And here, for shameless self-promotion purposes, is the part where I come in.


                        Sorry, Ed, I can't watch three hours of videos!?!

                        Of course you can't.

                        Here's the gist of the panel discussion:

                        • Patrik Nylander, the Swedish civil servant, spoke about the Swedish government's efforts to promote the future of night trains from Sweden to the continent. There are studies and commissions working on the most feasible model

                          • should the Swedish government simply buy trains and pay someone to run them?
                          • should they tender?
                          • There are many regulatory and technical hurdles that complicate the running of international night trains. Example: Swedish trains are bigger and wider than continental European or indeed British trains.
                          • How should modern night trains even be configured to accommodate today's tastes?
                        • Sven Pöllauer, the Austrian Railways representative, thanked Back-On-Track for its support and spoke about ÖBB's ongoing commitment to the future of night trains and impending plans

                          • ÖBB is spending €200m on new Nightjet stock with all mod cons
                          • From January 2020, there will be a twice-weekly Nightjet service from Vienna to Brussels and back
                          • From January 2021, there will be a Nightjet from Vienna to Amsterdam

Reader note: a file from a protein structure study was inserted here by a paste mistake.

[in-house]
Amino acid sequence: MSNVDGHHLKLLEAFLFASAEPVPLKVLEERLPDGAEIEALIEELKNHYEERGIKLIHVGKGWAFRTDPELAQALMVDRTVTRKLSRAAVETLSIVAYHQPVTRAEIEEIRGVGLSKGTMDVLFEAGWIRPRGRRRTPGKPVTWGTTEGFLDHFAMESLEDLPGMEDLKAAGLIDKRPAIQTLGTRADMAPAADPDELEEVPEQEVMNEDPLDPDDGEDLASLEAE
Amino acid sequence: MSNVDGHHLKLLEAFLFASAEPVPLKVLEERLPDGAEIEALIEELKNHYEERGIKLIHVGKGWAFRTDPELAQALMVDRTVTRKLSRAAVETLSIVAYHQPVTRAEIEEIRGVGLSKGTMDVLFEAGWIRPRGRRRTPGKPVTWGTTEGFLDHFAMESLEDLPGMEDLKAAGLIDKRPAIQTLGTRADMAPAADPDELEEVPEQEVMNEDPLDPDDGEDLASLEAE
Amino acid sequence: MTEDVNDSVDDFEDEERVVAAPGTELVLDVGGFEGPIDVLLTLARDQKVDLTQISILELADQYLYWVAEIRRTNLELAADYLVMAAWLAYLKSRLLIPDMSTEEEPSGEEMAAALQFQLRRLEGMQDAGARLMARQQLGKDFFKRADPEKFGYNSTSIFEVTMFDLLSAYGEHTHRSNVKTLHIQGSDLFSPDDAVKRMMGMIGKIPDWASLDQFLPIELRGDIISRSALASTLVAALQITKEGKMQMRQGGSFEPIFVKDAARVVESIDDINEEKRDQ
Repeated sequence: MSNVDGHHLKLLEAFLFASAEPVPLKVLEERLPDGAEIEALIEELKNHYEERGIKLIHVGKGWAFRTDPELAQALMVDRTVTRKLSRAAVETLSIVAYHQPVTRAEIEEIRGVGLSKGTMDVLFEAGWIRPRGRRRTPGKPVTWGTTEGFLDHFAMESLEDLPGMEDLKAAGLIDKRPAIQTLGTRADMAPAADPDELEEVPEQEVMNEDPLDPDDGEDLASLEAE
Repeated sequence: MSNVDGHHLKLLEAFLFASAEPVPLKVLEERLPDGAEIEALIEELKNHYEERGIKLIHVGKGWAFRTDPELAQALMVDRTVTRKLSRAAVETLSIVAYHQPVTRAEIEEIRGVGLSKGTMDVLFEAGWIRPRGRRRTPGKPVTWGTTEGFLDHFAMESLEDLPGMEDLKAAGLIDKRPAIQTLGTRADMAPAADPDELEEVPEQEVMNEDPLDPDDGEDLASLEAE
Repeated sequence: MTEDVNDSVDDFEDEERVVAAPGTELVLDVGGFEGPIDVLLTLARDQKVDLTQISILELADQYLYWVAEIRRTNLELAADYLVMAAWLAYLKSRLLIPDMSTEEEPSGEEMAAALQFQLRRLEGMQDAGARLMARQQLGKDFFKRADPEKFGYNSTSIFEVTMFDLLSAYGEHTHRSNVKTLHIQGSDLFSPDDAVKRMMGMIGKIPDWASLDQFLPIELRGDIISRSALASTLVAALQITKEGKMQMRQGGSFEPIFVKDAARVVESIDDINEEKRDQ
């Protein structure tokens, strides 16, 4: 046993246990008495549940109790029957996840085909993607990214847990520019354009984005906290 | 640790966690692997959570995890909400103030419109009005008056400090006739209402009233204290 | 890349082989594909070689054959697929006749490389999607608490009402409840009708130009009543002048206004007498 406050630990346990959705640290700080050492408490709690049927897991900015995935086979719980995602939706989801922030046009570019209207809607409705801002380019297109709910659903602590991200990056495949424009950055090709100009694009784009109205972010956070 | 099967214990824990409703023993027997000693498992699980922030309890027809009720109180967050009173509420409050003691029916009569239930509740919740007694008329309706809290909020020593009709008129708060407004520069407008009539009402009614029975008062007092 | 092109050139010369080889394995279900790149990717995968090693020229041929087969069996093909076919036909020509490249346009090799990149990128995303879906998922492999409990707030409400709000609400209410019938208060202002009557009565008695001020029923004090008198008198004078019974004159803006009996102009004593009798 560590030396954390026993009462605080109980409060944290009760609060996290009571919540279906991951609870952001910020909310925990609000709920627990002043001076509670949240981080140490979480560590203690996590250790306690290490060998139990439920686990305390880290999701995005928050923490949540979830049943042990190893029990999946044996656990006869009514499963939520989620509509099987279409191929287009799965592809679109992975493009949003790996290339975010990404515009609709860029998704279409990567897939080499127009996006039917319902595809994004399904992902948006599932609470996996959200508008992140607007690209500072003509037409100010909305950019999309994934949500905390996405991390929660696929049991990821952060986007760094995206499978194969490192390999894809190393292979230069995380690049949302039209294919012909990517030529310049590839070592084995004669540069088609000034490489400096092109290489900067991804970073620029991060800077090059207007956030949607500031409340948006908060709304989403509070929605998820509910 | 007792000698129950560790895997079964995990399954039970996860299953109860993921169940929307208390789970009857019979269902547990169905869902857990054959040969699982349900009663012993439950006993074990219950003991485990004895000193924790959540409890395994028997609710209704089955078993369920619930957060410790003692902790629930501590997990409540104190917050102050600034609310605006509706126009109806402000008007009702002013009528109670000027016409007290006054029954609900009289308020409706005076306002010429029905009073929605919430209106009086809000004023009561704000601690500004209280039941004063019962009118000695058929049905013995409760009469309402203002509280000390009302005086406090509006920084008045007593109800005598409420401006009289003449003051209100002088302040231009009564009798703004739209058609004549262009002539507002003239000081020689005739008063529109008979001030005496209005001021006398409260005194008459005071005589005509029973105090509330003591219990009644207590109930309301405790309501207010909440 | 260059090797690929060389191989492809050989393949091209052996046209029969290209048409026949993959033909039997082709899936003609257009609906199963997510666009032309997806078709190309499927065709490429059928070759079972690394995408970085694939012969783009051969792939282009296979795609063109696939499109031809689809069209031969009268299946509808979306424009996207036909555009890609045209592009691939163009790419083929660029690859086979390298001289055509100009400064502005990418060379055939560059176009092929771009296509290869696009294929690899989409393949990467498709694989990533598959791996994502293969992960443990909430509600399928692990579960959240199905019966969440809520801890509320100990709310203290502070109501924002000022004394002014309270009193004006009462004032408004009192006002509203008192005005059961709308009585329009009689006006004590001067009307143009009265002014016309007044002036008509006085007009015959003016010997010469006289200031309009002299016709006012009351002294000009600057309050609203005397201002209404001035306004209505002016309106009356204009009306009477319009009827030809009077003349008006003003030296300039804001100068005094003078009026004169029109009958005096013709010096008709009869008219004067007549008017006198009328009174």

• You don't get rich running night trains, but if you do it well, you can run it as a sustainable business. Nightjets are regularly booked out.
                        • Nick Brooks, the Secretary General of ALLRAIL, the new rail entrants' lobbyist spoke about how open access and competition can help revitalise night trains

                          • If governments (like the Swedish) want night trains, they should definitely put them out to tender as the service will be cheaper and better.
                          • There has to be competition among rail companies so that trains per se will become more competitive against planes and cars
                          • Access to rolling stock would make it easier for new operators to start up night train services.
                        • Bernhard Knierim, the Bahn für Alle man, spoke at length about the continued disadvantages trains face vs. planes and cars.

                          • There is still no tax on flight fuel, but trains are taxed for their electricity and diesel
                          • cars and coaches pay no toll on German motorways, yet trains have to pay track access charges